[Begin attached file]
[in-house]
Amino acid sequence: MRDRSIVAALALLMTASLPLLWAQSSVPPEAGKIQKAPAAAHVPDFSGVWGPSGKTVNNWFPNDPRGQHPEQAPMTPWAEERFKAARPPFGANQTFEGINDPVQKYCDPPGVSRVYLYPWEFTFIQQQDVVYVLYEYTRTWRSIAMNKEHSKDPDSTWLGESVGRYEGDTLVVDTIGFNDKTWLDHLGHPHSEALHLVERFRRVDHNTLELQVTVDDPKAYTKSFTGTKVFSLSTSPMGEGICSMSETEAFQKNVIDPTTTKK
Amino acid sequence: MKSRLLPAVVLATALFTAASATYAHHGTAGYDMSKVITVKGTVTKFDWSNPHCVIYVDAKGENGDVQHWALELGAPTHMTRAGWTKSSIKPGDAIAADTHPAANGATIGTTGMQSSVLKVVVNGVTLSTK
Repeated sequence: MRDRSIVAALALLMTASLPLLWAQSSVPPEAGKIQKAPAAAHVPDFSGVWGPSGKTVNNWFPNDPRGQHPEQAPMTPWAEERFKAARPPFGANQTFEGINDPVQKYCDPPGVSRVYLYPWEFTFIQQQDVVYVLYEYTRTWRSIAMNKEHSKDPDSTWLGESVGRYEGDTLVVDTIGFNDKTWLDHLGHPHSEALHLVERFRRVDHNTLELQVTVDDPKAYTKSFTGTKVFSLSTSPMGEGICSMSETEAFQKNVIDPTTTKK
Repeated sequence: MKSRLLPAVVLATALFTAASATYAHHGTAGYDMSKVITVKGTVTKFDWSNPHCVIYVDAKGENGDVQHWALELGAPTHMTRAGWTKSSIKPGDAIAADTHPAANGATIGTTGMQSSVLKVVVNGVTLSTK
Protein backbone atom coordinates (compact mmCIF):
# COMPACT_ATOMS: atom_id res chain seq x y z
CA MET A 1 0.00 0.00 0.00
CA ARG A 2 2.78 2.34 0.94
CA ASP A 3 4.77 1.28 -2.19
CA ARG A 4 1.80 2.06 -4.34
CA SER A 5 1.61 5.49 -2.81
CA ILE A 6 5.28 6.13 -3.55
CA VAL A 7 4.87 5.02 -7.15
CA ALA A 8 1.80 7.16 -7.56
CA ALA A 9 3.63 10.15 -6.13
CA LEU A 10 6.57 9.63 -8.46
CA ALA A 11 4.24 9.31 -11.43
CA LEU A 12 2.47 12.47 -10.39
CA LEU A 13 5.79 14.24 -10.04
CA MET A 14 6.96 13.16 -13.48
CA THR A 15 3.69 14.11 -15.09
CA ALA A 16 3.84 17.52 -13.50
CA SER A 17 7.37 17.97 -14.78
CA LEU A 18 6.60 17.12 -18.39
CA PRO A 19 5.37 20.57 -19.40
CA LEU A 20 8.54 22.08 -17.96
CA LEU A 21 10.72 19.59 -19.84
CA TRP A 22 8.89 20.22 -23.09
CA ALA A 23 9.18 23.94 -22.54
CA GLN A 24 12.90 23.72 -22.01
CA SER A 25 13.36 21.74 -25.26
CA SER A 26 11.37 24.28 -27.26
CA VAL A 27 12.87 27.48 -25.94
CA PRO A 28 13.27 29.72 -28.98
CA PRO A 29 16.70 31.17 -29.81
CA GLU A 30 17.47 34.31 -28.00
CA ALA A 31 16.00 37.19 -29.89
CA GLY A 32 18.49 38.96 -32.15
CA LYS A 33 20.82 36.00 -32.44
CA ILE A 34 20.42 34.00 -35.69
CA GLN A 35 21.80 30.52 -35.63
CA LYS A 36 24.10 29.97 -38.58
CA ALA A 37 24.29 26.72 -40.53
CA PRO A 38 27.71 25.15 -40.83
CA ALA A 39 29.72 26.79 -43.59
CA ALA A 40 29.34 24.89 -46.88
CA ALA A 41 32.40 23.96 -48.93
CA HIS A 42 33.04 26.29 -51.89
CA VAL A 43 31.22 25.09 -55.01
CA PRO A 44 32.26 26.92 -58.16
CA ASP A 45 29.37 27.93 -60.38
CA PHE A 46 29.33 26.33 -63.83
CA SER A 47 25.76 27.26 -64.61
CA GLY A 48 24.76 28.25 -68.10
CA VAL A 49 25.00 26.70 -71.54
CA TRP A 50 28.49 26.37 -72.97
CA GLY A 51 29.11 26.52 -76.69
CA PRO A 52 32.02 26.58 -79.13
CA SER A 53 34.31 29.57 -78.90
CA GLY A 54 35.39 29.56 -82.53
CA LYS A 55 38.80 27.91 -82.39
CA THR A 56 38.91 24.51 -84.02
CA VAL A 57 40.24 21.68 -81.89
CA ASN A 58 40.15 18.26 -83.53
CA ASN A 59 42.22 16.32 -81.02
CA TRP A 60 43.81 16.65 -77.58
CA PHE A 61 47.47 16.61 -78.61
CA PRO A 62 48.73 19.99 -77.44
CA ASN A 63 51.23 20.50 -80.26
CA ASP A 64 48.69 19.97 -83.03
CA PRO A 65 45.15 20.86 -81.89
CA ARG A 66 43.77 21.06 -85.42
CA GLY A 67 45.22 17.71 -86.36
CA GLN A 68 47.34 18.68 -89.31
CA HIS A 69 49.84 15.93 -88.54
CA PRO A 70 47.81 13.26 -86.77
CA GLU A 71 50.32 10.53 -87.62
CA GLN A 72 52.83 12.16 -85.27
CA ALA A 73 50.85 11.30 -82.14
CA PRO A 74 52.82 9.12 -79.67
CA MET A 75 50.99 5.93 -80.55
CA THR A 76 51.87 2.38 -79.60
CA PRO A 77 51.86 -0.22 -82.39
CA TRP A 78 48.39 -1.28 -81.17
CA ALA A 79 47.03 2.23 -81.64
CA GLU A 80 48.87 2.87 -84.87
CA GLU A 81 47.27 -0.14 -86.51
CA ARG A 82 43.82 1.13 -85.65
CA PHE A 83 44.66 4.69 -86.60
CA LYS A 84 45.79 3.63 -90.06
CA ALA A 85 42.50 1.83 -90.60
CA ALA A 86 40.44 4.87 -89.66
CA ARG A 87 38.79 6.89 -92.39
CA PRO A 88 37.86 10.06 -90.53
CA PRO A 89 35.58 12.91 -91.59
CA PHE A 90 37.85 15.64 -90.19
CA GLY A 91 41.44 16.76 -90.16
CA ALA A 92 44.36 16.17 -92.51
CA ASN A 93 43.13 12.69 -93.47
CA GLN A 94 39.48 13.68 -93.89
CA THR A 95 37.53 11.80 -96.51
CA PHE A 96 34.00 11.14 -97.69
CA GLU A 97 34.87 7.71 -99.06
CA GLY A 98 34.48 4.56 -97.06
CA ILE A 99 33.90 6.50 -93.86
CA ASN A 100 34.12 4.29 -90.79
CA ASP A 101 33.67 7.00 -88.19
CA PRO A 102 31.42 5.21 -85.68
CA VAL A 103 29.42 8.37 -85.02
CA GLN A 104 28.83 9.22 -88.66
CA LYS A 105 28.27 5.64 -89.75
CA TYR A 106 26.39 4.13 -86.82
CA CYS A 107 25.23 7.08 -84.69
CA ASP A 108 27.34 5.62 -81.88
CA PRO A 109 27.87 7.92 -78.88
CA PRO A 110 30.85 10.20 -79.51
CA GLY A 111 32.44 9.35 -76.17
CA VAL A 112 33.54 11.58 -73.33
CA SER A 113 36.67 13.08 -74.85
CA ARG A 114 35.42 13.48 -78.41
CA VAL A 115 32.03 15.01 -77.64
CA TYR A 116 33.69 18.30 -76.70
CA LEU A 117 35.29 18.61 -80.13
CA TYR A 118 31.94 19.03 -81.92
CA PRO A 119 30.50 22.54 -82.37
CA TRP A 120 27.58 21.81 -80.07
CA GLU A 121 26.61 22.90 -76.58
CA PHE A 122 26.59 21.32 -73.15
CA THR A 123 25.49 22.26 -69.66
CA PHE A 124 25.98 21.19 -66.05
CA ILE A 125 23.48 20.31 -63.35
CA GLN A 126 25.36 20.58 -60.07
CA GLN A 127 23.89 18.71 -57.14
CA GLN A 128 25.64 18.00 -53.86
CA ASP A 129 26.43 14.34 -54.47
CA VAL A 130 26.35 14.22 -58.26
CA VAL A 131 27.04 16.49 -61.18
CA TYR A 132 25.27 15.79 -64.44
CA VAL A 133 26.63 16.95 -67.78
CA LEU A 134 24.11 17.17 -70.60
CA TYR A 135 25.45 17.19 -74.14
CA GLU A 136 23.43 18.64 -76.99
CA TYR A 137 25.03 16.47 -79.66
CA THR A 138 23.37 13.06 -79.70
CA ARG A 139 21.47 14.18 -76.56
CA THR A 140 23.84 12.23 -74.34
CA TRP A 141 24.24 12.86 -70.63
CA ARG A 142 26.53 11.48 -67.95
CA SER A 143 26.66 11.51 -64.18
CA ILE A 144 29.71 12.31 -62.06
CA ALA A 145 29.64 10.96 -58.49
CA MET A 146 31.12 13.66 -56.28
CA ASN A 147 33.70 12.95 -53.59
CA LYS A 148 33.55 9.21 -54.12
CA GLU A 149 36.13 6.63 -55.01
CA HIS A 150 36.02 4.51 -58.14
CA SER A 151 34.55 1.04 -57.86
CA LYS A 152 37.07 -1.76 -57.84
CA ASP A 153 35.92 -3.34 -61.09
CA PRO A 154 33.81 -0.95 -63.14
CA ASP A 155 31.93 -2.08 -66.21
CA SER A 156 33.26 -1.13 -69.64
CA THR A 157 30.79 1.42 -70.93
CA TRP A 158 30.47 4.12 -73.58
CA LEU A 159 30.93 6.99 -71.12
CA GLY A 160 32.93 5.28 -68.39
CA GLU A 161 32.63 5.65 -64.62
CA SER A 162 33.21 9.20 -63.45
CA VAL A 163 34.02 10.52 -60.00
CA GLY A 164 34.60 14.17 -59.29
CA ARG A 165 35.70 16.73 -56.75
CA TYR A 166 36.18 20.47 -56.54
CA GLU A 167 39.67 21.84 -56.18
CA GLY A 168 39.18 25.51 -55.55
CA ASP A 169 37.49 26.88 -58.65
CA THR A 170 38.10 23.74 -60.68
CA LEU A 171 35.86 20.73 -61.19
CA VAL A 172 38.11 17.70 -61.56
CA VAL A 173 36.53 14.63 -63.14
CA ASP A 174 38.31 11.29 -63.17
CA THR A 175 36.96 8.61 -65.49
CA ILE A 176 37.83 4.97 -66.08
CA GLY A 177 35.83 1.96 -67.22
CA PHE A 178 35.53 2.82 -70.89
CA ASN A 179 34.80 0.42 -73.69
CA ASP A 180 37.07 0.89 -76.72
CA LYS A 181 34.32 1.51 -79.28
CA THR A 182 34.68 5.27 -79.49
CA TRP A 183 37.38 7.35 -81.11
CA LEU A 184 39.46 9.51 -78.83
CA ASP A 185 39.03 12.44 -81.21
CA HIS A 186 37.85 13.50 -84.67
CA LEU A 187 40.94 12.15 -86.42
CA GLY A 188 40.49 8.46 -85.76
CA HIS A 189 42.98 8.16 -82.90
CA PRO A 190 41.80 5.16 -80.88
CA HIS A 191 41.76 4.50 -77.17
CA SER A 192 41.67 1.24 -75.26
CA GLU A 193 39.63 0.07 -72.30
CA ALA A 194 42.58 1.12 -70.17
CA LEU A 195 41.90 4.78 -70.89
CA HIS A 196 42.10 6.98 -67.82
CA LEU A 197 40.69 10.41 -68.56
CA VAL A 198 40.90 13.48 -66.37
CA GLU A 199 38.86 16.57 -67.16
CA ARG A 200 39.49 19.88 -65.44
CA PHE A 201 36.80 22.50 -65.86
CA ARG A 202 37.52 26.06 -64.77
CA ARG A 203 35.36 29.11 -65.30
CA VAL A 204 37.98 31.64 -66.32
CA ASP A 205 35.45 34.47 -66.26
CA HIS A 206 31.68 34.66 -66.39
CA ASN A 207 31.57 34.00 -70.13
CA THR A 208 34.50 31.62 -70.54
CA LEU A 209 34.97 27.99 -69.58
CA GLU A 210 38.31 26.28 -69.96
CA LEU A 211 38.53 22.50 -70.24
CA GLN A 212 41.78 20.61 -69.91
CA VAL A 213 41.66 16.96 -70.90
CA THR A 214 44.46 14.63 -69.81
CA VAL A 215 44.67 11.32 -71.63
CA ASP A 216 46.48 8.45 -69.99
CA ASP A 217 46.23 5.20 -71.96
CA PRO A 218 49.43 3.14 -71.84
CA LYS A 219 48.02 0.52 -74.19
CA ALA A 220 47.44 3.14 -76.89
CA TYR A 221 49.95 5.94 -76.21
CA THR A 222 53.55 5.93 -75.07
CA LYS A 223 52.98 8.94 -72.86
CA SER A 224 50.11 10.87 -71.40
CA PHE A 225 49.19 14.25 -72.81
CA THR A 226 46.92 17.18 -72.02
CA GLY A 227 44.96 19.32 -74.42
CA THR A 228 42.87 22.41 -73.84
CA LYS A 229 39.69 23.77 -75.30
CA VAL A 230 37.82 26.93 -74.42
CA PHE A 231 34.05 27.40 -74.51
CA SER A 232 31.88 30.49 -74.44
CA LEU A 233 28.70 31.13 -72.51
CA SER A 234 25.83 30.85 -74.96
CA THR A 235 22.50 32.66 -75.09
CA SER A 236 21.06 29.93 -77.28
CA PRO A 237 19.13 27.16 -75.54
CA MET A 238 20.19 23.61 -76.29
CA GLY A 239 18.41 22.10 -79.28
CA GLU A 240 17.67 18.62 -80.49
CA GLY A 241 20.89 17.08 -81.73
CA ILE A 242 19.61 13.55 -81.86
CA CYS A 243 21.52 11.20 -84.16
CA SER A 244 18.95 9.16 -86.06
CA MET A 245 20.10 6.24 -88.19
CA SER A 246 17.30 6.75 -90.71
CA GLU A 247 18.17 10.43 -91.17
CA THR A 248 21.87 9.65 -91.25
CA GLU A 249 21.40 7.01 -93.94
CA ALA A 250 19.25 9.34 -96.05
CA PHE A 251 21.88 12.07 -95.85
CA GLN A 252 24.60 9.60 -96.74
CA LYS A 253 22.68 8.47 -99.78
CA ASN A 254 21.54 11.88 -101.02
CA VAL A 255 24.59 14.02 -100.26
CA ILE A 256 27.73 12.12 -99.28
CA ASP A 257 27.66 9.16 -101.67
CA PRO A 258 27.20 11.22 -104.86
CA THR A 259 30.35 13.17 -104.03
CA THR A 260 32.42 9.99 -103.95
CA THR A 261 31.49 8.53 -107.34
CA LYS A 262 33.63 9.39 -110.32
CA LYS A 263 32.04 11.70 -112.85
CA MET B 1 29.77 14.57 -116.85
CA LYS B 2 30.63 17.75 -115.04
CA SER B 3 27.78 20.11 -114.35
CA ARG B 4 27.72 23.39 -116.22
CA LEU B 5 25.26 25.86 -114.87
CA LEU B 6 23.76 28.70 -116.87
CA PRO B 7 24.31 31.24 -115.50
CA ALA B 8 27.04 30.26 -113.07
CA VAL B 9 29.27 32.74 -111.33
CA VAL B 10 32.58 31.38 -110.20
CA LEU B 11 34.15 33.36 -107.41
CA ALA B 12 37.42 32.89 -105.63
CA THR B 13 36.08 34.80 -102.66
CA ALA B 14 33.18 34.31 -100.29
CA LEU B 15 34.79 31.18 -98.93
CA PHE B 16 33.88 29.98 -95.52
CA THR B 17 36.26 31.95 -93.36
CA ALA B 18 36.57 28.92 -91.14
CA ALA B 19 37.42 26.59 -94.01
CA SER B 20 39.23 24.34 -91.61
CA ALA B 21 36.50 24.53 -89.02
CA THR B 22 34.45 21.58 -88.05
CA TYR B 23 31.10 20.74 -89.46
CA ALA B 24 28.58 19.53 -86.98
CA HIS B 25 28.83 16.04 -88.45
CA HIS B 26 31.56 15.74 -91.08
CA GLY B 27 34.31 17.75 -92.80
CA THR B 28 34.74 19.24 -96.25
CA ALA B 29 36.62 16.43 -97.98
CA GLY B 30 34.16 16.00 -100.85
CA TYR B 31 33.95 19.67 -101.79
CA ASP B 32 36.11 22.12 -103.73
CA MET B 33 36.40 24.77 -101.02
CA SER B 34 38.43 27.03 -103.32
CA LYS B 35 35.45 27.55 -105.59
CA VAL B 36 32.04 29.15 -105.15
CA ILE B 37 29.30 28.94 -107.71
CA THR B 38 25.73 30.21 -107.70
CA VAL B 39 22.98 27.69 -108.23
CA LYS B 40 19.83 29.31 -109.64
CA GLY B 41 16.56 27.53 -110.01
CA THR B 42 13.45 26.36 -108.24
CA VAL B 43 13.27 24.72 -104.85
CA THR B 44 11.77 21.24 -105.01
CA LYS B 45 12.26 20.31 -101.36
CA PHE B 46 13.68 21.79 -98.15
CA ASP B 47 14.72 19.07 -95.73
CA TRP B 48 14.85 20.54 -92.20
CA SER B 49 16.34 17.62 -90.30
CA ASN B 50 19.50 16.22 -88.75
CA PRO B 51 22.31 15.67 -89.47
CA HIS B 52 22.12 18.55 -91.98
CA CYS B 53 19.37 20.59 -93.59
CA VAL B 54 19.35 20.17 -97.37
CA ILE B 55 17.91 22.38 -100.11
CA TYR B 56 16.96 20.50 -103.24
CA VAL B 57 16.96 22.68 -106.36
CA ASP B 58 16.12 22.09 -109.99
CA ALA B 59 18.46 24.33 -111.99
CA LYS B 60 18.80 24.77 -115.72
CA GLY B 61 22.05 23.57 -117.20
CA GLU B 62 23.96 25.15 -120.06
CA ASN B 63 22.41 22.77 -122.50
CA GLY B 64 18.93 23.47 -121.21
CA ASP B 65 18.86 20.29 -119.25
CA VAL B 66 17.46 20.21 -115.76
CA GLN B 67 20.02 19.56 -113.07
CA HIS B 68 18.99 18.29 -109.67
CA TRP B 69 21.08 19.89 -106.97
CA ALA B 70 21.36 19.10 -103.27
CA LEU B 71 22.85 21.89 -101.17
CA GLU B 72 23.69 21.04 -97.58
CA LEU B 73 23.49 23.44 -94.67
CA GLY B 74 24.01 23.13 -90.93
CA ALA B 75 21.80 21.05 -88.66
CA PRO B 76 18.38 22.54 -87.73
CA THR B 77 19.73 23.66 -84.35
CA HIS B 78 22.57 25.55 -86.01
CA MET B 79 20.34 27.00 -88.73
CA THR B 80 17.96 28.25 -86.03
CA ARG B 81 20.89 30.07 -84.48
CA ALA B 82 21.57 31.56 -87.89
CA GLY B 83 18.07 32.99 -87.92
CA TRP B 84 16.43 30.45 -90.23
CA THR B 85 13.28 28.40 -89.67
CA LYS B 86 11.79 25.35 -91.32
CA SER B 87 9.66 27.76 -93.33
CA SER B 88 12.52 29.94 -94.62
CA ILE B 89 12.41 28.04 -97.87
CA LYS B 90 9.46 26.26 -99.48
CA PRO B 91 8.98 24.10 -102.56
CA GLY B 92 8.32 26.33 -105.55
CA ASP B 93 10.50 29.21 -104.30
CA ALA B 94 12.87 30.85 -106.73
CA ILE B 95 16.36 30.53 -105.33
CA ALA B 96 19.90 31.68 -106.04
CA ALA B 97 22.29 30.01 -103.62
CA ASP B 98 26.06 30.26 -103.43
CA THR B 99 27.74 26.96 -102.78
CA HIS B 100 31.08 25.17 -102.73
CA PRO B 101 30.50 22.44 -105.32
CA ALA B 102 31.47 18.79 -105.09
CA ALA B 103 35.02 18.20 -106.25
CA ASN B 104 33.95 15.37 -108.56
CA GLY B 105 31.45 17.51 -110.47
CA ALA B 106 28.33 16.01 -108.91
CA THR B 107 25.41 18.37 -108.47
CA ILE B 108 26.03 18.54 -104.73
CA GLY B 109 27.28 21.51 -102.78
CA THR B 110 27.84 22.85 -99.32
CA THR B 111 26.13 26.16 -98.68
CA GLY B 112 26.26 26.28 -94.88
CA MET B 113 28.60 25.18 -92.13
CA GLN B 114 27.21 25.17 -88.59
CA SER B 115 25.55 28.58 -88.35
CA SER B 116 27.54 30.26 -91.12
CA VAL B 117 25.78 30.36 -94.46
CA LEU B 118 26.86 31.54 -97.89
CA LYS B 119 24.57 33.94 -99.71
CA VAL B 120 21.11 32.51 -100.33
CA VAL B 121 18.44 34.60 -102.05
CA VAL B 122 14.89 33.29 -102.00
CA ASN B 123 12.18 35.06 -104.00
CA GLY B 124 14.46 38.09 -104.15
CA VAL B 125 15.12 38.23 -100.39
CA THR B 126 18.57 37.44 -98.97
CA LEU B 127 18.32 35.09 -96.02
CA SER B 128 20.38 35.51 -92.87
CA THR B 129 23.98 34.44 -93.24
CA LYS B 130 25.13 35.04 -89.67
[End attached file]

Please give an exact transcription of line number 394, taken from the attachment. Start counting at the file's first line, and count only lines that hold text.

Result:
CA GLY B 124 14.46 38.09 -104.15